House Committee Hears Testimony On End-Of-Life Bill
The Utah House Health and Human Services Committee met Thursday to hear testimony on a bill allowing terminally-ill patients to commit suicide. The legislation, introduced by Salt Lake City Democratic Rep. Rebecca Chavez-Houck, is nearly identical to her similar bill last year.
Chavez-Houck said that one of the changes in this year’s bill is a rule that calls for physicians to make patients aware of disability resources. She said that an individual could not have assistance ending their life.
“The patient must be counseled on all feasible alternative treatment options, including hospice, pain management, and palliative care. I have added one more provision this year in my law of asking physicians to make sure to talk to their patients about disability resources, giving the patient information about where they can go to for disability resources,” she said. “The patient must be able to self-administer the medication. No one else can assist. The proposed law does not permit euthanasia, mercy killing, or assisting a suicide. All of which remain felonies under Utah law.”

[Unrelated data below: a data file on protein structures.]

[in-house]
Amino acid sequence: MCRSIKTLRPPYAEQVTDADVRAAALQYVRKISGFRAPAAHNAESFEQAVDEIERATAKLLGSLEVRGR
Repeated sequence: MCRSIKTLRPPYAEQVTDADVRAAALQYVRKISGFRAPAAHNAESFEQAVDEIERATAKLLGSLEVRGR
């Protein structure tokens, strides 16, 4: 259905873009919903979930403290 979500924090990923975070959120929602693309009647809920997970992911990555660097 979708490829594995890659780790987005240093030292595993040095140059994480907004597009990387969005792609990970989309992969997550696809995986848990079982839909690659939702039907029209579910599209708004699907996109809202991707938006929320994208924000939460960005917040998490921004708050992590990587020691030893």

Utahns for and against the proposal shared their own experiences with suffering and incurable illness, often with great emotion. Chavez-Houck said that the law would allow healthcare providers with objections to decline any involvement in the procedure.
“The patient who chooses this option must be a mentally competent adult who is a legal resident of Utah and is diagnosed with an irreversible and incurable illness that will result in the patient’s death in six months or less,” she said. “Healthcare providers opposed to this type of legislation are not required to participate. This is totally voluntary for the healthcare provider. It is totally voluntary for the patient.”
The bill was given a reading in the House the same day.